Shortlisted for the Miles Franklin Literary Award 2021
The Sydney Morning Herald/The Age ‘Pick of the Week’ for 14-15 November 2020
An Australian Book Review Book of the Year for 2020
- Purchase a copy through Amazon, Book Depository, or Brio Books.
- Read my essay on the ethical compromises of first-person narrative in Areo.
- Read my research notes at Necessary Fiction.
- Read my overview of what I was reading during the redrafting process at Meanjin.
- Watch my conversation with Anna MacDonald, at the online launch of the novel, or read a transcript of our discussion.
Praise for At the Edge of the Solid World
There are, in a sense, many books in this single work, and their merging is gainful, like an alloy whose molten components are improved through complexity. … At the Edge of the Solid World is an unapologetically demanding work. It challenges readers in terms of both form and content: facing its graphic catalogue of violence, keeping account of its many moving parts, reckoning with its philosophical deadlocks, and, at the end of a reading session, escaping its obsessive hold. Most extraordinary is Davis Wood’s ability to blur the boundaries between narratives until, from their yielding, edgeless form, emerges a new shape.— Naama Grey-Smith, The Australian Book Review (print and podcast)
Daniel Davis Wood is one of those surprisingly rare writers whose prose style and powers of observation do justice to each other. … One of the best things about this novel is the way it makes us think about the relationship between personal tragedies and human catastrophes on a grand scale.— Kerryn Goldsworthy, The Sydney Morning Herald and The Age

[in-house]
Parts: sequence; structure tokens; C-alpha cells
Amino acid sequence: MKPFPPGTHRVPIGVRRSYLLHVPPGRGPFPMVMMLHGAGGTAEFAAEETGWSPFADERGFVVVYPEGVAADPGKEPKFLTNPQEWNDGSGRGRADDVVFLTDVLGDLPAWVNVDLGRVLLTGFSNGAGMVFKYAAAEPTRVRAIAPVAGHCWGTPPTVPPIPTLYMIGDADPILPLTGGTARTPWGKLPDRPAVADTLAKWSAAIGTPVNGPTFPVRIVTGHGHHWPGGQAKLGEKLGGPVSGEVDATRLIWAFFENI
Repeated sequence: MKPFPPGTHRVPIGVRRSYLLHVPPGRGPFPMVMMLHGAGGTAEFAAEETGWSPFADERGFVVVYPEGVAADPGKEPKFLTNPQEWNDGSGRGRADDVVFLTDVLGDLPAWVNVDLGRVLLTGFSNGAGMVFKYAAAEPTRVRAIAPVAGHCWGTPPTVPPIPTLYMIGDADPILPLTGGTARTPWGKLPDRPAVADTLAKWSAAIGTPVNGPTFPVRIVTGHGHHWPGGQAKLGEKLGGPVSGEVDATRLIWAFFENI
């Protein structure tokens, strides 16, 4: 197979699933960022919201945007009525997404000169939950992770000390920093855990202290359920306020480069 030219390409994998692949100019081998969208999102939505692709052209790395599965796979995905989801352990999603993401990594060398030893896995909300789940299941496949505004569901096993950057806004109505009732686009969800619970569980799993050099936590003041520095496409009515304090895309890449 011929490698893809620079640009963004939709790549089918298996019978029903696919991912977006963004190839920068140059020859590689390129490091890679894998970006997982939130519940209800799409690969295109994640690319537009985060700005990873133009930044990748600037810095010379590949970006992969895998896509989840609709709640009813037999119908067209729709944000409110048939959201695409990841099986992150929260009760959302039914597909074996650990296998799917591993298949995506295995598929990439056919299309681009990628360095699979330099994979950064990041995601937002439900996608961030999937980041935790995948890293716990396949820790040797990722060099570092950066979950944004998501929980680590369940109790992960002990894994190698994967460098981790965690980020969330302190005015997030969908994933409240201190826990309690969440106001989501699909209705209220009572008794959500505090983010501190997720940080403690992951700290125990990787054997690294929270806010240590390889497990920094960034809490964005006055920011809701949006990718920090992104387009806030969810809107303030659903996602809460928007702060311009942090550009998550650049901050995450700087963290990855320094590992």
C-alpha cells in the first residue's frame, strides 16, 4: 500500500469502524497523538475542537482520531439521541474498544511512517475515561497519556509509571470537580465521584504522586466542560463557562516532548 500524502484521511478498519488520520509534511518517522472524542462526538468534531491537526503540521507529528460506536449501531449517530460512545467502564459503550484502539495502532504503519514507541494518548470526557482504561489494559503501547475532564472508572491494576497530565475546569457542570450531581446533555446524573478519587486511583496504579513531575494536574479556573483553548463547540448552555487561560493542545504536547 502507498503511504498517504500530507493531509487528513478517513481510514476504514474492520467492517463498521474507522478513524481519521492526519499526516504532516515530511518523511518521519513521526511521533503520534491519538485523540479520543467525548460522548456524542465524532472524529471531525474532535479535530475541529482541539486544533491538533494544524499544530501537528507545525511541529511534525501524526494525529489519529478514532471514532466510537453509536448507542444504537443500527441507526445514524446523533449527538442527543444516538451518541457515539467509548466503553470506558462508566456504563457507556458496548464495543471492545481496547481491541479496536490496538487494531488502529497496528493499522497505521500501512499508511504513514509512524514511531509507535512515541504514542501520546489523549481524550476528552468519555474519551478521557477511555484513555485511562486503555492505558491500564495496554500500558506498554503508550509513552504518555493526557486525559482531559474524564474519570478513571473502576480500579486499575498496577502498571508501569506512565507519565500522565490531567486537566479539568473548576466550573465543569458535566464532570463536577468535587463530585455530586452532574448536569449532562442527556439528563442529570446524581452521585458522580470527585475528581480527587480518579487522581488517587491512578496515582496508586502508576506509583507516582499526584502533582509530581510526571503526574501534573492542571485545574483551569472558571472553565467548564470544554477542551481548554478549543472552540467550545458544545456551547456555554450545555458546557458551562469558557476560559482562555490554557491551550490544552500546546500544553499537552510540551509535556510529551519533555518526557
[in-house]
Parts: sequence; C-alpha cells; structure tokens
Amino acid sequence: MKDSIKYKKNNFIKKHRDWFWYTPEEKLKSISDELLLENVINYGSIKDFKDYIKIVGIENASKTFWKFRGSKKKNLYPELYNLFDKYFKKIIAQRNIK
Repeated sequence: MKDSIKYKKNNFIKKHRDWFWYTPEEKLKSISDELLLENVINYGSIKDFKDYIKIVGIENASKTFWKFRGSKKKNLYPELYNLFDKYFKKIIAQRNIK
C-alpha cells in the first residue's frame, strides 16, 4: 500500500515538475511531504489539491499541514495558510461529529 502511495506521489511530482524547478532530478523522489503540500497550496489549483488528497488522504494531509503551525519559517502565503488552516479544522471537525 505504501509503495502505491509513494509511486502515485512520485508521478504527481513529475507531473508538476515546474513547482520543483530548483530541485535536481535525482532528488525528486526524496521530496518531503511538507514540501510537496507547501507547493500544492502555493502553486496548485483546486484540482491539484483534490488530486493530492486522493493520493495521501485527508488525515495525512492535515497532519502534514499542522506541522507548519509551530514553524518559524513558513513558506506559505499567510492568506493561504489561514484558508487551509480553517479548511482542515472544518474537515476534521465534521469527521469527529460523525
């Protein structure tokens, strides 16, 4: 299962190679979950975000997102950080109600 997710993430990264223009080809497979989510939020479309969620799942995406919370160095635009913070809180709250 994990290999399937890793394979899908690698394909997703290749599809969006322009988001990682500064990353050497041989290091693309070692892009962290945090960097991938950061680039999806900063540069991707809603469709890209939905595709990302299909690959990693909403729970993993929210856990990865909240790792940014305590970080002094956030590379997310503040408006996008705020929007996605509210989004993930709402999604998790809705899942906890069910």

Utterly original… a detailed study in grief and empathy. This beautifully written novel places individual and personal human grief in the context of various massive-scale real-life tragedies, tacitly making the argument that the former is not diminished by the latter.— Australian Book Review Books of the Year
This novel does not bend to easy summation. On the surface it is about a man crippled by grief after the death of his newborn. But where other novels might cleave to a story of domestic drama — indeed his marriage does disintegrate — this one cleverly plumbs his inner world as he searches to understand this grief within the limitations of language and shared experience. … The narrator’s peripatetic mind investigates historical figures who’ve also grappled with loss and displacement, and the reader must tussle with the overlay of meanings this intellectually sophisticated novel animates.— Sarah L’Estrange, ABC Arts
A significant literary achievement. … A powerful and deeply intelligent novel that probes the extremes of human experience, a text about which you’ll be thinking for a long time to come.— Jeff Sparrow, The Saturday Paper
An ornate emotional vivisection… [The] chapters become intricately calibrated collisions, collapses in space and time… marvels of narrative engineering.— Beejay Silcox, The Australian
A beautiful, formally ambitious and wrenching book about mourning and empathy — a wonderful follow-up to Blood and Bone.— Adam Rivett, The Monthly
An artful portrayal of strong emotion, and of the functions and limitations of various kinds of empathy…— Shannon Burns
Beautifully written, delving into grief and the way it fractures people’s lives…— Michael Livingston, Goodreads